“We have been engaged with the Nigerian Government in discussions on what we might do to help support their efforts to find and free these young women.”
The United States government has said that it supported Nigeria’s fight against terrorism with over $20 million in 2012.
Marie Harf, Deputy Spokesperson of the U.S. Department of State, disclosed this during Thursday’s daily press briefing in Washington D.C.
“As of last year, for Fiscal Year 2012, we provided over $20 million in security assistance to Nigeria,” said Ms. Harf, while responding to questions from reporters.
“Part of what that does is help professionalize their military, investigate terrorist attacks, and enhance their forensic capabilities. And we’ve worked with law enforcement there as well to help build their capacity as well,” she added.
Despite budgeting trillions of Naira yearly for security, the Nigerian government has continued to struggle with combating terrorism in the country.
Over the past few weeks, the Boko Haram insurgents have continued to unleash series of gruesome attacks and leaving in their wake hundreds of dead civilians.
On Friday, the U.S. embassy issued a warning to its citizens in Nigeria about a possible terror attack on Sheraton Hotel, Lagos. The embassy also asked its citizens to avoid Adamawa, Borno, and Yobe States in North East Nigeria.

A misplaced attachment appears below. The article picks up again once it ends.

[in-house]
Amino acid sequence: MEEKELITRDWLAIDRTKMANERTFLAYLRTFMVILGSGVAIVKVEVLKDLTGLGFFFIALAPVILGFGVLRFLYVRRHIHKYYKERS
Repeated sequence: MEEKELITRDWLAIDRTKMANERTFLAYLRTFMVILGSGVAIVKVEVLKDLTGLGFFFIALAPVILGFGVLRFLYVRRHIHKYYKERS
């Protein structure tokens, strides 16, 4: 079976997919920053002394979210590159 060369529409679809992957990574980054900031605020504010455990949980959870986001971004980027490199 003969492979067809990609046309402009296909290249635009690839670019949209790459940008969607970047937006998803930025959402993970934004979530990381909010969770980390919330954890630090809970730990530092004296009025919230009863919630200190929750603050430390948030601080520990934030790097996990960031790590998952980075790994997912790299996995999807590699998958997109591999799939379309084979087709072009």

Two weeks ago, at least, 276 girls were abducted from their school hostel at the Government Girls Secondary, Chibok, by suspected Boko Haram insurgents.
Of the number, about 43 had escaped from the captors unharmed while the remaining girls, most of them between the ages of 16 and 18, are reportedly being married off to the members of the Islamist sect.
Several protests have been held across the country by Nigerians to express outrage and disappointment at government’s seeming inaction and helplessness against the terrorists’ onslaught.
Ms. Harf told the journalists that words could not express how terrible the situation is in Nigeria.
“We know Boko Haram is active in the area. We’ve worked very closely with the Nigerian government to build capacity to fight this threat,” she said.
“We have been engaged with the Nigerian Government in discussions on what we might do to help support their efforts to find and free these young women. We’ll continue to have those conversations and help in any way we can,” she added.
Support PREMIUM TIMES' journalism of integrity and credibility
Good journalism costs a lot of money. Yet only good journalism can ensure the possibility of a good society, an accountable democracy, and a transparent government.
For continued free access to the best investigative journalism in the country we ask you to consider making a modest support to this noble endeavour.
By contributing to PREMIUM TIMES, you are helping to sustain a journalism of relevance and ensuring it remains free and available to all.
TEXT AD: To advertise here . Call Willie +2347088095401...